1.  Hire someone to help you get your online information optimized for local search. This is important for a comprehensive online strategy, but mandatory for mobile primetime. Mobile users are often literally trying to find your business.

2.  Hire someone to build a mobile site (might not be the same person as #1). When your URL is requested from a smartphone, the mobile site presents automatically with your regular website offerings netted out and with fewer graphics for the smaller screen – form follows function. Mobile sites cost less than mobile apps to create, update and maintain, and a mobile site icon looks just like a mobile app. Most small businesses don’t need a mobile app.

Here’s that good news I promised: You can complete these two tasks in a month. How much will it cost? Not as much as you think, but that’s not the question. How much will it cost if you don’t get ready for mobile primetime?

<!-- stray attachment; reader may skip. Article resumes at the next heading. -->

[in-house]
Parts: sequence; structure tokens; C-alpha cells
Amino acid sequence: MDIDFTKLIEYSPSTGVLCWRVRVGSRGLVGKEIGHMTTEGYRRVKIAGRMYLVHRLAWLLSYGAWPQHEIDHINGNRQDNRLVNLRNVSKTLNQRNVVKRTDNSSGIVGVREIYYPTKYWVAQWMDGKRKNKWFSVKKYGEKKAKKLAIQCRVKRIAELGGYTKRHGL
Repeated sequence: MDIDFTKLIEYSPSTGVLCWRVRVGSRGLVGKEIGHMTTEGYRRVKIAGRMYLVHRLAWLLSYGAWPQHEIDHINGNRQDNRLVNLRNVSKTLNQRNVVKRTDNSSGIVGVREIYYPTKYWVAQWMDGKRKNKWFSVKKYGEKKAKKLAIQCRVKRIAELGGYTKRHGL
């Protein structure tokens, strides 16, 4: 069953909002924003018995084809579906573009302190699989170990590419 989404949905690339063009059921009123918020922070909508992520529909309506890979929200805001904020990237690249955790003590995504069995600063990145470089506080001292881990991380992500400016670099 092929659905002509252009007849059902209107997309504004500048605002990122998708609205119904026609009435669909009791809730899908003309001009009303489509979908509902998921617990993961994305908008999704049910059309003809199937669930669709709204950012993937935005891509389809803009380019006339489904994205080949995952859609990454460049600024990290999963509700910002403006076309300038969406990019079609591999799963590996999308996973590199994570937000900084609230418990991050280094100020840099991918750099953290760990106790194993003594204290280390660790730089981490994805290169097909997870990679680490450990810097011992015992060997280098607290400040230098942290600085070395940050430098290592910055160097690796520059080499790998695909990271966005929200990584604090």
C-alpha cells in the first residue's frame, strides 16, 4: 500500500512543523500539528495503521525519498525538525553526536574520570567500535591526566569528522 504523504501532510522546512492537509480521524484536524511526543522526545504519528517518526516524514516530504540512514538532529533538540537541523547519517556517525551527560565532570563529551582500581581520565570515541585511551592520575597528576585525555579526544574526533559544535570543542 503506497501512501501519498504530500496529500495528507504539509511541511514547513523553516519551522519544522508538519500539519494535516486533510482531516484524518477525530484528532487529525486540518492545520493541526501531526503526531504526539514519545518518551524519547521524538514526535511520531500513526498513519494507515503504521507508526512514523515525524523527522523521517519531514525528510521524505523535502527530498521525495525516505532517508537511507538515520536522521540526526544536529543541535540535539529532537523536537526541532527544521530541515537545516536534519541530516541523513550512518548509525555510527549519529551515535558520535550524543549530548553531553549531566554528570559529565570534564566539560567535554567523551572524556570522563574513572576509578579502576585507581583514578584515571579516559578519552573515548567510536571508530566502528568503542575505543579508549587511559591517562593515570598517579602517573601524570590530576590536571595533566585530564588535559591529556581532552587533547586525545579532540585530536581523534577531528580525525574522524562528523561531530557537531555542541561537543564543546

Write this on a rock … Mobile computing wasn’t any part of your past, but it will dominate your future.

Jim Blasingame is the author of the award-winning book, “The Age of the Customer: Prepare for the Moment of Relevance.”

Leave the Age of the Seller behind for the Age of the Customer.

Your customers kn

The gold mining tool of professional salespeople

A few decades ago a 27-year-old, shiny, new Xerox sales representative was minted.

Already a sales veteran, it wasn’t his first rodeo. Indeed, he worked his way through college selling on commission.

Commissioned salespeople, like entrepreneurs, work the marketplace high wire. Observing this act, a salaried employee once remarked that commission selling was “living by your wits.” In the vernacular, business-to-business sales professionals know, “You eat what you kill.”